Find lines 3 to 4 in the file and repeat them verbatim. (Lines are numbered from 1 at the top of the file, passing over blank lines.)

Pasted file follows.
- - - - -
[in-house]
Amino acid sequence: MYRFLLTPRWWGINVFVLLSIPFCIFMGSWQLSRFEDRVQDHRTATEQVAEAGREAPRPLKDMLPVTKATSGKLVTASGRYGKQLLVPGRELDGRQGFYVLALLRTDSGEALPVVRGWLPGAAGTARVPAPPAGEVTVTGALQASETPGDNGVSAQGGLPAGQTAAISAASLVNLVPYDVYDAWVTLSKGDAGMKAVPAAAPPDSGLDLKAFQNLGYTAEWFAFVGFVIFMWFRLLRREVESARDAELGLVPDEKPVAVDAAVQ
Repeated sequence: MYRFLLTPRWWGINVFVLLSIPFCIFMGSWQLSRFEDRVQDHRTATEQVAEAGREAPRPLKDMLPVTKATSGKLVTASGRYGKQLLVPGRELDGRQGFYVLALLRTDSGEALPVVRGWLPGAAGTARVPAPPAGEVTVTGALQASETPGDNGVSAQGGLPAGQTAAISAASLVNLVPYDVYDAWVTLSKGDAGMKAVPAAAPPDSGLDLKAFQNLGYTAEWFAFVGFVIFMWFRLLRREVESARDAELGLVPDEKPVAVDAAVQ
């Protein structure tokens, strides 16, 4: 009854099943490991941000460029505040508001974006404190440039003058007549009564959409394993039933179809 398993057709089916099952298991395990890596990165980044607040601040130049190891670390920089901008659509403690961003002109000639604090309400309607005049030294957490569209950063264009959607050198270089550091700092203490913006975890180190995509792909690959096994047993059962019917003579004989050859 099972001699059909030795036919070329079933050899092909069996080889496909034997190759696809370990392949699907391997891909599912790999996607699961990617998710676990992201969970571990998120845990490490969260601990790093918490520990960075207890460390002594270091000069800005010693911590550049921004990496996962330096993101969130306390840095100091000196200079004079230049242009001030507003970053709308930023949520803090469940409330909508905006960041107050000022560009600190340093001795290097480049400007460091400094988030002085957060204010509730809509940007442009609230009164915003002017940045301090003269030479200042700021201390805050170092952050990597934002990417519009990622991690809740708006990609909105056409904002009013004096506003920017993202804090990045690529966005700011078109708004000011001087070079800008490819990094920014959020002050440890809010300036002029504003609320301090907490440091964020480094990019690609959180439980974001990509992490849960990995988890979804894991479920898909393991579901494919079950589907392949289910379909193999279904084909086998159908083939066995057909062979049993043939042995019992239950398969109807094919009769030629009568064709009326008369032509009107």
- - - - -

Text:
Repeated sequence: MYRFLLTPRWWGINVFVLLSIPFCIFMGSWQLSRFEDRVQDHRTATEQVAEAGREAPRPLKDMLPVTKATSGKLVTASGRYGKQLLVPGRELDGRQGFYVLALLRTDSGEALPVVRGWLPGAAGTARVPAPPAGEVTVTGALQASETPGDNGVSAQGGLPAGQTAAISAASLVNLVPYDVYDAWVTLSKGDAGMKAVPAAAPPDSGLDLKAFQNLGYTAEWFAFVGFVIFMWFRLLRREVESARDAELGLVPDEKPVAVDAAVQ
């Protein structure tokens, strides 16, 4: 009854099943490991941000460029505040508001974006404190440039003058007549009564959409394993039933179809 398993057709089916099952298991395990890596990165980044607040601040130049190891670390920089901008659509403690961003002109000639604090309400309607005049030294957490569209950063264009959607050198270089550091700092203490913006975890180190995509792909690959096994047993059962019917003579004989050859 099972001699059909030795036919070329079933050899092909069996080889496909034997190759696809370990392949699907391997891909599912790999996607699961990617998710676990992201969970571990998120845990490490969260601990790093918490520990960075207890460390002594270091000069800005010693911590550049921004990496996962330096993101969130306390840095100091000196200079004079230049242009001030507003970053709308930023949520803090469940409330909508905006960041107050000022560009600190340093001795290097480049400007460091400094988030002085957060204010509730809509940007442009609230009164915003002017940045301090003269030479200042700021201390805050170092952050990597934002990417519009990622991690809740708006990609909105056409904002009013004096506003920017993202804090990045690529966005700011078109708004000011001087070079800008490819990094920014959020002050440890809010300036002029504003609320301090907490440091964020480094990019690609959180439980974001990509992490849960990995988890979804894991479920898909393991579901494919079950589907392949289910379909193999279904084909086998159908083939066995057909062979049993043939042995019992239950398969109807094919009769030629009568064709009326008369032509009107």